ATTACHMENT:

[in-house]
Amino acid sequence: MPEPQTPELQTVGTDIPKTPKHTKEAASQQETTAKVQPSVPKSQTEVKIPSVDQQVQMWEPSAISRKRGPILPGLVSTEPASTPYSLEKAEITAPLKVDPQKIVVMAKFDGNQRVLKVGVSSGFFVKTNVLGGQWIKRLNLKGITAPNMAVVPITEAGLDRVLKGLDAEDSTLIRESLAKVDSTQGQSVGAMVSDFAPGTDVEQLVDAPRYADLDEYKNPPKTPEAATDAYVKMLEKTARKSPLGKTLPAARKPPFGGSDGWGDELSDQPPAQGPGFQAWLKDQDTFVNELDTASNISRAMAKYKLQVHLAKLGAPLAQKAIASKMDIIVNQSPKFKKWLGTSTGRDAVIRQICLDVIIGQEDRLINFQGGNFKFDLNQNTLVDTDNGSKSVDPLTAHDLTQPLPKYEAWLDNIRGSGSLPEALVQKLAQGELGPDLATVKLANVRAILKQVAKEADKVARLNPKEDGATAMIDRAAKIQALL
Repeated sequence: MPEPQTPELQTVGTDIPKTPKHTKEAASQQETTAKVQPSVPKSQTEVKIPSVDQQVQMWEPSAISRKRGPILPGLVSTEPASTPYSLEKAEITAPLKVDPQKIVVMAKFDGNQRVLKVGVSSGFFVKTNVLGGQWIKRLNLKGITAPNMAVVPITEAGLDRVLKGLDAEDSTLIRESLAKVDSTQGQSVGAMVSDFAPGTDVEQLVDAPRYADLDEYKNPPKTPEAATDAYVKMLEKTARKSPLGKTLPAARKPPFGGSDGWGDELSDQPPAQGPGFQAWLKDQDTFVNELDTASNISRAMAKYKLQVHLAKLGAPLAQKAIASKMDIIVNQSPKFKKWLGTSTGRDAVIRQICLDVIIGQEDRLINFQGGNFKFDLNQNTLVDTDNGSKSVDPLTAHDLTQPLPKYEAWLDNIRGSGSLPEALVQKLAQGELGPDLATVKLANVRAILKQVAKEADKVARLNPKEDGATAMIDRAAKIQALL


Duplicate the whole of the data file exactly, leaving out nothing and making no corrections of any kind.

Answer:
[in-house]
Amino acid sequence: MPEPQTPELQTVGTDIPKTPKHTKEAASQQETTAKVQPSVPKSQTEVKIPSVDQQVQMWEPSAISRKRGPILPGLVSTEPASTPYSLEKAEITAPLKVDPQKIVVMAKFDGNQRVLKVGVSSGFFVKTNVLGGQWIKRLNLKGITAPNMAVVPITEAGLDRVLKGLDAEDSTLIRESLAKVDSTQGQSVGAMVSDFAPGTDVEQLVDAPRYADLDEYKNPPKTPEAATDAYVKMLEKTARKSPLGKTLPAARKPPFGGSDGWGDELSDQPPAQGPGFQAWLKDQDTFVNELDTASNISRAMAKYKLQVHLAKLGAPLAQKAIASKMDIIVNQSPKFKKWLGTSTGRDAVIRQICLDVIIGQEDRLINFQGGNFKFDLNQNTLVDTDNGSKSVDPLTAHDLTQPLPKYEAWLDNIRGSGSLPEALVQKLAQGELGPDLATVKLANVRAILKQVAKEADKVARLNPKEDGATAMIDRAAKIQALL
Repeated sequence: MPEPQTPELQTVGTDIPKTPKHTKEAASQQETTAKVQPSVPKSQTEVKIPSVDQQVQMWEPSAISRKRGPILPGLVSTEPASTPYSLEKAEITAPLKVDPQKIVVMAKFDGNQRVLKVGVSSGFFVKTNVLGGQWIKRLNLKGITAPNMAVVPITEAGLDRVLKGLDAEDSTLIRESLAKVDSTQGQSVGAMVSDFAPGTDVEQLVDAPRYADLDEYKNPPKTPEAATDAYVKMLEKTARKSPLGKTLPAARKPPFGGSDGWGDELSDQPPAQGPGFQAWLKDQDTFVNELDTASNISRAMAKYKLQVHLAKLGAPLAQKAIASKMDIIVNQSPKFKKWLGTSTGRDAVIRQICLDVIIGQEDRLINFQGGNFKFDLNQNTLVDTDNGSKSVDPLTAHDLTQPLPKYEAWLDNIRGSGSLPEALVQKLAQGELGPDLATVKLANVRAILKQVAKEADKVARLNPKEDGATAMIDRAAKIQALL